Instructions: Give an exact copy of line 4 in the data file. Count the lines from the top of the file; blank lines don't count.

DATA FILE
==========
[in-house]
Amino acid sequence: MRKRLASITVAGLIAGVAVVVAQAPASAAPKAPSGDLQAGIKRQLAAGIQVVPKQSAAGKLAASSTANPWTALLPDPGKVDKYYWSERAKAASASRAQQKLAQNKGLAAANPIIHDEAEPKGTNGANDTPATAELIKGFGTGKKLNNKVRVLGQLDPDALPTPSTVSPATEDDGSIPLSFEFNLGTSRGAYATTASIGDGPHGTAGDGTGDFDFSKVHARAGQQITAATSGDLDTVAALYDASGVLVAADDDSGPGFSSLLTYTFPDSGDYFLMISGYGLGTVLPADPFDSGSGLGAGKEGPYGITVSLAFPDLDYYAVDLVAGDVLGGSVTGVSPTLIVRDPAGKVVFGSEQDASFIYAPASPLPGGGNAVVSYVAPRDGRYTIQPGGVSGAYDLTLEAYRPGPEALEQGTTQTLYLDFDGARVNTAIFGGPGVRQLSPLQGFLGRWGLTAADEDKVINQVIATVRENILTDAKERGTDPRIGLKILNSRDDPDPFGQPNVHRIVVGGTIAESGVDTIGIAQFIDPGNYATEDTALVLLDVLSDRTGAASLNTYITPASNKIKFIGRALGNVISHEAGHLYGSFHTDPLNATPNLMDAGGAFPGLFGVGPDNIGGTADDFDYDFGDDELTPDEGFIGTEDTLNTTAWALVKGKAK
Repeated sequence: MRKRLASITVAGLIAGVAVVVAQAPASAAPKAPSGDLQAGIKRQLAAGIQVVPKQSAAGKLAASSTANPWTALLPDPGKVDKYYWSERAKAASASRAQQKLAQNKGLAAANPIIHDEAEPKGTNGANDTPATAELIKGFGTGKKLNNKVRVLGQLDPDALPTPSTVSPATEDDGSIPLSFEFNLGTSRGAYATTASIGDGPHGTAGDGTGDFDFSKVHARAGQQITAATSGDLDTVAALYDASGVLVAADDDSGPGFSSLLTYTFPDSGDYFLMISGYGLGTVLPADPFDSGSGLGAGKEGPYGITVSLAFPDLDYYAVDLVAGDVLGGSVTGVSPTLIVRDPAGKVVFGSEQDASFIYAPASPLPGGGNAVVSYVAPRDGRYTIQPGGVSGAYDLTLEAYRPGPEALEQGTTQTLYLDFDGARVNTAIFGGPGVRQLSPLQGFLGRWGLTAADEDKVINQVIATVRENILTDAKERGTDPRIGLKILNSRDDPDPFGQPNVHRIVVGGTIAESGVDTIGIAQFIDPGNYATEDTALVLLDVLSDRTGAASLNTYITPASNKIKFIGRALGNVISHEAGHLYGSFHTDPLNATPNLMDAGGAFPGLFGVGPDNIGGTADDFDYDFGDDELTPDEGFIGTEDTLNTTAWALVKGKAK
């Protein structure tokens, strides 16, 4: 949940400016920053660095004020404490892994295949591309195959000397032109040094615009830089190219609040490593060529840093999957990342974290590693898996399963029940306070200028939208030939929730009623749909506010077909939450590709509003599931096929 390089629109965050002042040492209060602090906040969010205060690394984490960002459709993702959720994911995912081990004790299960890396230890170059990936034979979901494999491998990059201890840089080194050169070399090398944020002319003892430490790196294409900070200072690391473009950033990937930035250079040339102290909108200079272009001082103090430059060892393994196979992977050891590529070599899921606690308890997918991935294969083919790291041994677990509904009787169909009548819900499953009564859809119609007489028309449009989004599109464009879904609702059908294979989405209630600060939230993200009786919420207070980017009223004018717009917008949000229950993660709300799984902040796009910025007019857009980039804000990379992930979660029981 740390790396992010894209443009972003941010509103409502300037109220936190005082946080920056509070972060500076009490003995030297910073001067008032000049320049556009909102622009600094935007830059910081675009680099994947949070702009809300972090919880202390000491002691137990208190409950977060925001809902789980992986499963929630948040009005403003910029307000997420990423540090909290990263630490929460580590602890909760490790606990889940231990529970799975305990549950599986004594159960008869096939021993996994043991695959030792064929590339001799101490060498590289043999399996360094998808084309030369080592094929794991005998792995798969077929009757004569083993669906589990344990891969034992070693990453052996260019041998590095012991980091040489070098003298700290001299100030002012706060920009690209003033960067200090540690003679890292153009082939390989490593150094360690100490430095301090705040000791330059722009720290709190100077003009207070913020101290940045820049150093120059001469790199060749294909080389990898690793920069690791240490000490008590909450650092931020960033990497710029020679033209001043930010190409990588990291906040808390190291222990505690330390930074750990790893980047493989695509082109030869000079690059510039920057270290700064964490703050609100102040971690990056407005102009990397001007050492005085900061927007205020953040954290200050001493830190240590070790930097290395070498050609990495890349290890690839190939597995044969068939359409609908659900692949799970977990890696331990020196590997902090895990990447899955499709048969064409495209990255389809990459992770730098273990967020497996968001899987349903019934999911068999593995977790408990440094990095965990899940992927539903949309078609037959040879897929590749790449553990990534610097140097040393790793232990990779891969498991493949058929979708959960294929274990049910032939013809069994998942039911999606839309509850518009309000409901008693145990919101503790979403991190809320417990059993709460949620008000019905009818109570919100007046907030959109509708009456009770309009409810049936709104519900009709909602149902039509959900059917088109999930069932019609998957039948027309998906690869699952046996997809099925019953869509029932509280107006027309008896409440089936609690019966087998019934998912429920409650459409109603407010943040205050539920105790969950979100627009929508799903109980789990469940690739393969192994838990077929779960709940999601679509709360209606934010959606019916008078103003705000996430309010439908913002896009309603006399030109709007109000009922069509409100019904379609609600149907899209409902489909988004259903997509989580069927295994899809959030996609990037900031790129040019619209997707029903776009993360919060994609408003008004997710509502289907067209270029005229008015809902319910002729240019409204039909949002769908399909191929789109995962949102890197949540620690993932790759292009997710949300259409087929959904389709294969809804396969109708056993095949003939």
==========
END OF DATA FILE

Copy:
């Protein structure tokens, strides 16, 4: 949940400016920053660095004020404490892994295949591309195959000397032109040094615009830089190219609040490593060529840093999957990342974290590693898996399963029940306070200028939208030939929730009623749909506010077909939450590709509003599931096929 390089629109965050002042040492209060602090906040969010205060690394984490960002459709993702959720994911995912081990004790299960890396230890170059990936034979979901494999491998990059201890840089080194050169070399090398944020002319003892430490790196294409900070200072690391473009950033990937930035250079040339102290909108200079272009001082103090430059060892393994196979992977050891590529070599899921606690308890997918991935294969083919790291041994677990509904009787169909009548819900499953009564859809119609007489028309449009989004599109464009879904609702059908294979989405209630600060939230993200009786919420207070980017009223004018717009917008949000229950993660709300799984902040796009910025007019857009980039804000990379992930979660029981 740390790396992010894209443009972003941010509103409502300037109220936190005082946080920056509070972060500076009490003995030297910073001067008032000049320049556009909102622009600094935007830059910081675009680099994947949070702009809300972090919880202390000491002691137990208190409950977060925001809902789980992986499963929630948040009005403003910029307000997420990423540090909290990263630490929460580590602890909760490790606990889940231990529970799975305990549950599986004594159960008869096939021993996994043991695959030792064929590339001799101490060498590289043999399996360094998808084309030369080592094929794991005998792995798969077929009757004569083993669906589990344990891969034992070693990453052996260019041998590095012991980091040489070098003298700290001299100030002012706060920009690209003033960067200090540690003679890292153009082939390989490593150094360690100490430095301090705040000791330059722009720290709190100077003009207070913020101290940045820049150093120059001469790199060749294909080389990898690793920069690791240490000490008590909450650092931020960033990497710029020679033209001043930010190409990588990291906040808390190291222990505690330390930074750990790893980047493989695509082109030869000079690059510039920057270290700064964490703050609100102040971690990056407005102009990397001007050492005085900061927007205020953040954290200050001493830190240590070790930097290395070498050609990495890349290890690839190939597995044969068939359409609908659900692949799970977990890696331990020196590997902090895990990447899955499709048969064409495209990255389809990459992770730098273990967020497996968001899987349903019934999911068999593995977790408990440094990095965990899940992927539903949309078609037959040879897929590749790449553990990534610097140097040393790793232990990779891969498991493949058929979708959960294929274990049910032939013809069994998942039911999606839309509850518009309000409901008693145990919101503790979403991190809320417990059993709460949620008000019905009818109570919100007046907030959109509708009456009770309009409810049936709104519900009709909602149902039509959900059917088109999930069932019609998957039948027309998906690869699952046996997809099925019953869509029932509280107006027309008896409440089936609690019966087998019934998912429920409650459409109603407010943040205050539920105790969950979100627009929508799903109980789990469940690739393969192994838990077929779960709940999601679509709360209606934010959606019916008078103003705000996430309010439908913002896009309603006399030109709007109000009922069509409100019904379609609600149907899209409902489909988004259903997509989580069927295994899809959030996609990037900031790129040019619209997707029903776009993360919060994609408003008004997710509502289907067209270029005229008015809902319910002729240019409204039909949002769908399909191929789109995962949102890197949540620690993932790759292009997710949300259409087929959904389709294969809804396969109708056993095949003939």